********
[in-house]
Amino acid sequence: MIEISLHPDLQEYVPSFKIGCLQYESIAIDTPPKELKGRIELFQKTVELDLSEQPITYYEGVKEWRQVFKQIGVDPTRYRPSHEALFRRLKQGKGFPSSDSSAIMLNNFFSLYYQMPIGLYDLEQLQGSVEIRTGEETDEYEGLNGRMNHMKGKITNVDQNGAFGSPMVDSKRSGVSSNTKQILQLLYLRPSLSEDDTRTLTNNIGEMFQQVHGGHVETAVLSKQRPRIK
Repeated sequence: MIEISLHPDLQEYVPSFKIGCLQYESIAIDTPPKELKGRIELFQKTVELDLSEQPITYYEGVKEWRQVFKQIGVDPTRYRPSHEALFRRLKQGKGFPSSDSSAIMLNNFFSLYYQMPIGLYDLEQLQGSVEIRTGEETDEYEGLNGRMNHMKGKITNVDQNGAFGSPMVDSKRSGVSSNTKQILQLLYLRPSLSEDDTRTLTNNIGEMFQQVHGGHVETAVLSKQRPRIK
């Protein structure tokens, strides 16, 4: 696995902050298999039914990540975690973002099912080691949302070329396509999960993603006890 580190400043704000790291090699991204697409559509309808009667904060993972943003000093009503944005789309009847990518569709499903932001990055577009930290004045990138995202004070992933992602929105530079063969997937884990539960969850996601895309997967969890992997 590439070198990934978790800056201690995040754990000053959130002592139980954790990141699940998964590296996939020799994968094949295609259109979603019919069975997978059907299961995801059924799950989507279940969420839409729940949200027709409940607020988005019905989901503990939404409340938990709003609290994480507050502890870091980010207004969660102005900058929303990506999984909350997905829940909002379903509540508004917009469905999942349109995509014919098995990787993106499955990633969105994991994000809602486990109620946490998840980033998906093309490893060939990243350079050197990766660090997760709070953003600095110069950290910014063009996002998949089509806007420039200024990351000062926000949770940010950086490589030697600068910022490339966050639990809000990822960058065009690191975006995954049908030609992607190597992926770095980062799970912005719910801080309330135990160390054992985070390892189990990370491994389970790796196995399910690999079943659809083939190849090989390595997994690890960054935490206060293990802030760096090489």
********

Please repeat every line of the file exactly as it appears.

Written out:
[in-house]
Amino acid sequence: MIEISLHPDLQEYVPSFKIGCLQYESIAIDTPPKELKGRIELFQKTVELDLSEQPITYYEGVKEWRQVFKQIGVDPTRYRPSHEALFRRLKQGKGFPSSDSSAIMLNNFFSLYYQMPIGLYDLEQLQGSVEIRTGEETDEYEGLNGRMNHMKGKITNVDQNGAFGSPMVDSKRSGVSSNTKQILQLLYLRPSLSEDDTRTLTNNIGEMFQQVHGGHVETAVLSKQRPRIK
Repeated sequence: MIEISLHPDLQEYVPSFKIGCLQYESIAIDTPPKELKGRIELFQKTVELDLSEQPITYYEGVKEWRQVFKQIGVDPTRYRPSHEALFRRLKQGKGFPSSDSSAIMLNNFFSLYYQMPIGLYDLEQLQGSVEIRTGEETDEYEGLNGRMNHMKGKITNVDQNGAFGSPMVDSKRSGVSSNTKQILQLLYLRPSLSEDDTRTLTNNIGEMFQQVHGGHVETAVLSKQRPRIK
């Protein structure tokens, strides 16, 4: 696995902050298999039914990540975690973002099912080691949302070329396509999960993603006890 580190400043704000790291090699991204697409559509309808009667904060993972943003000093009503944005789309009847990518569709499903932001990055577009930290004045990138995202004070992933992602929105530079063969997937884990539960969850996601895309997967969890992997 590439070198990934978790800056201690995040754990000053959130002592139980954790990141699940998964590296996939020799994968094949295609259109979603019919069975997978059907299961995801059924799950989507279940969420839409729940949200027709409940607020988005019905989901503990939404409340938990709003609290994480507050502890870091980010207004969660102005900058929303990506999984909350997905829940909002379903509540508004917009469905999942349109995509014919098995990787993106499955990633969105994991994000809602486990109620946490998840980033998906093309490893060939990243350079050197990766660090997760709070953003600095110069950290910014063009996002998949089509806007420039200024990351000062926000949770940010950086490589030697600068910022490339966050639990809000990822960058065009690191975006995954049908030609992607190597992926770095980062799970912005719910801080309330135990160390054992985070390892189990990370491994389970790796196995399910690999079943659809083939190849090989390595997994690890960054935490206060293990802030760096090489």